handle.

Handle surface inadequate in assisting grip through skin


friction.
Handle shapes incorrect for the majority of users interviewed.
Center of gravity of some cutlery incorrectly positioned
(sample E was very utensil head heavy).
Length of the knife blade was found to be as long as
handle, reducing possible leverage applied by the
user through the handle (all knife samples were
around 50/50 handle/blade).
Poor styling.

The cross-section of the handle should be faceted, with


the main area of grip smooth to avoid high pressure
points.
The knife blade should be angled, if possible.
The handle should to be perceived by the user to be
easy to clean.
The handle should be machine washable and avoid dirt
traps.

Poor build quality.


Appear to be difficult to clean.

mm to 36 mm from the distal end of the handle (a


minus value indicates that the point is beyond the distal end of the handle; see Figure 4, page 11).
Cutlery handles of sample E were found to have the
highest coefficient of friction (2.58), primarily because
they are made of a foam elastomer material. Knife samples D and F were found to be the most efficient at cutting the meat block. Knife D had a serrated blade, as
did all other knives except knife F. The angle of the
blade may have had a greater effect on performance
than did blade serration. Knives A, B, C, and E had
conventionally shaped blades; the front of knives D and
F were steeply angled (D = 25, F = 30).
The values shown in Table 5 and Figure 3 are a
composite value produced by combining the rating

given by each of the seven participants for each question. A value over 80 indicated a strong dislike of the
product, and a value less than 60 indicated that they
liked the product. The scale provides an indication or a
trend of opinions from within the sample group.
Table 5 indicates a noticeable dislike for samples B,
C, and E; all three had high overall rating values and
individual values. Sample A was well liked for its perceived weight and ease of cleaning. The user group disliked cutlery sets Band C, expressing dissatisfaction
about the defined aspects of all other sample sets. The
cutting forces of between 2 and 4 Newtons involved in
meat cutting using a knife are small compared with the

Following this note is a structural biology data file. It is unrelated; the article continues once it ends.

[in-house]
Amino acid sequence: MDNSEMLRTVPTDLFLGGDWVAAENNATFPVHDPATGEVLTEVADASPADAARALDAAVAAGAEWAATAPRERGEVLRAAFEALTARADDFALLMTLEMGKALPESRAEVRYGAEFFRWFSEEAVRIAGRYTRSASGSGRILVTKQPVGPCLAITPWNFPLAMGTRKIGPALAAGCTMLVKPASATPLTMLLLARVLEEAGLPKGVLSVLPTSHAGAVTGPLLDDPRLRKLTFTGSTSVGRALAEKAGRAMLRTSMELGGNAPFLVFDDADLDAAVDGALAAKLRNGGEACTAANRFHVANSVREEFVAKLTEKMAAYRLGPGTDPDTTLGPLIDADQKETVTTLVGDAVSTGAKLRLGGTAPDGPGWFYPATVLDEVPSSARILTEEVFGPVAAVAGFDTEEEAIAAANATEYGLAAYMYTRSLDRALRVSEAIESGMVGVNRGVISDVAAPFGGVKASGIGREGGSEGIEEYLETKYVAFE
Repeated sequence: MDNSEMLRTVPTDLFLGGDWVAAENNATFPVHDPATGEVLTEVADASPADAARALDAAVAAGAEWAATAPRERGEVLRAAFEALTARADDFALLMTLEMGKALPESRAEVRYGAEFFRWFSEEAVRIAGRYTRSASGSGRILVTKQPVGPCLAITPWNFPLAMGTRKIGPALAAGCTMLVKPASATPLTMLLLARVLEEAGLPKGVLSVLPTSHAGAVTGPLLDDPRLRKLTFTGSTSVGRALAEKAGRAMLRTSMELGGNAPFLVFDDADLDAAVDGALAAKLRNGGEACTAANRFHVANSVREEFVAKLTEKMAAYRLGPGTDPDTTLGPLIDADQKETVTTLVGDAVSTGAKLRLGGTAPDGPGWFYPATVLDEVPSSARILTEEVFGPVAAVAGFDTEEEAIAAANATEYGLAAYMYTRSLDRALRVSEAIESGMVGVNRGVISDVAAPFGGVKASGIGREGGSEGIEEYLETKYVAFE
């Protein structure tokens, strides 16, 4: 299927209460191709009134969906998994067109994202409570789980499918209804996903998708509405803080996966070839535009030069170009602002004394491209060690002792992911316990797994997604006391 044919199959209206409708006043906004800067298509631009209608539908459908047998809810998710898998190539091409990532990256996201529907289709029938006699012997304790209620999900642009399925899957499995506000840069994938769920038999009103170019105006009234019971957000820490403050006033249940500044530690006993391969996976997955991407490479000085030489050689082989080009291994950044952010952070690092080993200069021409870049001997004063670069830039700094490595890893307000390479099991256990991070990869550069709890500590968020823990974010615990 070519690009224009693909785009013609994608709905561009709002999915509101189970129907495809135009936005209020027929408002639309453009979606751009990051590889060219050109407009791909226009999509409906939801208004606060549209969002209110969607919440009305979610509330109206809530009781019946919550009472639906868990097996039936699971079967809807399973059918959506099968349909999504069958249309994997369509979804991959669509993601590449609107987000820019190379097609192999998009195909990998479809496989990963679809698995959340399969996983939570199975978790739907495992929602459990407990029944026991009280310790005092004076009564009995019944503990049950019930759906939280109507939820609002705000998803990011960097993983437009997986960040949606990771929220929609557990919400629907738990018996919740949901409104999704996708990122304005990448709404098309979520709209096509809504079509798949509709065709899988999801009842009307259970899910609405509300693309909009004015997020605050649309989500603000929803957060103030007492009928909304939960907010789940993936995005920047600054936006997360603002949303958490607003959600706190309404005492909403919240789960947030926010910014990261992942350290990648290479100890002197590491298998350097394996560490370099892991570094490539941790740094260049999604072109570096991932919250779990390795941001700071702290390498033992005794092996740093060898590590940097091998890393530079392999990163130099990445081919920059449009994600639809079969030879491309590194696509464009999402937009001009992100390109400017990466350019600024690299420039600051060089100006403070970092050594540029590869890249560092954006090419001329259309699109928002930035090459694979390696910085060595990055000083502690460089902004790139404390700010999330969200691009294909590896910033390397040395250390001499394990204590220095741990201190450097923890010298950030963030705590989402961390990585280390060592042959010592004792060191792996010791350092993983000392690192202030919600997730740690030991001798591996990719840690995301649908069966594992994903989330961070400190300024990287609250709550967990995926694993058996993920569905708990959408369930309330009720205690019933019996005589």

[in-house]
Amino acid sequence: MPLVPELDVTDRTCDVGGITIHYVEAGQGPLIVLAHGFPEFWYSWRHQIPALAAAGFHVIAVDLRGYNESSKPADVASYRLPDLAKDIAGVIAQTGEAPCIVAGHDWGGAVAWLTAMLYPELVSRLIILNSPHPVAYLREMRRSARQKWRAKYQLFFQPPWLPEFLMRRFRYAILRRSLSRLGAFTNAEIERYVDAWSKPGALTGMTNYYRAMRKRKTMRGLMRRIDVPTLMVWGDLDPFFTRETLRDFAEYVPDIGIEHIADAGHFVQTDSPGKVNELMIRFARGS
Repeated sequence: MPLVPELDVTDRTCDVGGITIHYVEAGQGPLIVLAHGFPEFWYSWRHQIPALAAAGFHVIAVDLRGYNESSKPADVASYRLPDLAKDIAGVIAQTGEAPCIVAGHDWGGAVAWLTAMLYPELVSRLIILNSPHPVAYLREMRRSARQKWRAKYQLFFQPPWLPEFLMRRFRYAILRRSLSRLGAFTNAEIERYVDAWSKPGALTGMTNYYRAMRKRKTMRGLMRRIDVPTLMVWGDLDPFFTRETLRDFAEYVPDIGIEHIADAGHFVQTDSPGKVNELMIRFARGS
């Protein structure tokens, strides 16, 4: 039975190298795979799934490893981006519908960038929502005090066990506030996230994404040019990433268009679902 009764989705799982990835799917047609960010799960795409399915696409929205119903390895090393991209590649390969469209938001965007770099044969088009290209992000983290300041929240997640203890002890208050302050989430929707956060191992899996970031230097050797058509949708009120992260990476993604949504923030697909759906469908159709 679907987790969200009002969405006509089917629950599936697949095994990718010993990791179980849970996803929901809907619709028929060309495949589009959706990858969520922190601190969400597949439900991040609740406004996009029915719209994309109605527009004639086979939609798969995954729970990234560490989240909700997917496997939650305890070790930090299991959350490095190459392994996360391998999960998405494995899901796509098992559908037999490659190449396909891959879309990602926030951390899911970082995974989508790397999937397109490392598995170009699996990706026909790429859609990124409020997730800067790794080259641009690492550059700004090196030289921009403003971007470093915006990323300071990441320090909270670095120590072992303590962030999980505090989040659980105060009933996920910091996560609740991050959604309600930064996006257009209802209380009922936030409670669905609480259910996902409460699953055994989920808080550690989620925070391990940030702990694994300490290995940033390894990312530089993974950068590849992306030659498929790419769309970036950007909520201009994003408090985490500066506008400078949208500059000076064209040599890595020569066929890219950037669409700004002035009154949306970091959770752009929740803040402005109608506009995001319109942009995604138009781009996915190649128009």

force required to lift a coffee pot, for example.

Figure 5. Prototype cutlery development (left) and the final preproduction design solution (right).

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TABLE

7.

DETAILS
DESIGN

OF NEW

CUTLERY

PRODUCT

SPECIFICATION

The new cutlery has been designed to be inconspicuous when used in public places; it looks like conventional kitchen-grade cutlery.
The black handle color was chosen to visually reduce
the overall handle size.
The conventional handle shape and steel utensil head
make it acceptable to other family members and
friends (inclusive design).
The handles are all the same shape, providing a
strong identity with the set and reducing production
costs.
The handles are injection molded over the steel utensil head to avoid dirt traps, and all materials used are
dish-washable.
The flattened hexagonal handle section is large
enough to enable a finger to be comfortably pressed
onto the edge of the knife, or jammed (cleat-like)
into the crotch of the thumb and index finger.
Ridges and dimples have been avoided because they
cause discomfort to the target users, as they often have
poor skin quality because of their medical condition.
The high-friction elastomer covering on the handle
provides an effective grip to the skin surface.
The flared sections to the front and back of the handle length provide more stability against the utensil's
turning in the hand.
The flared sections also stop the hand's sliding off
the handle front or back.
The new designs are lightweight for ease of handling.

Points

to Consider

Our study participants highlighted a number of


problems when using the commercially available ranges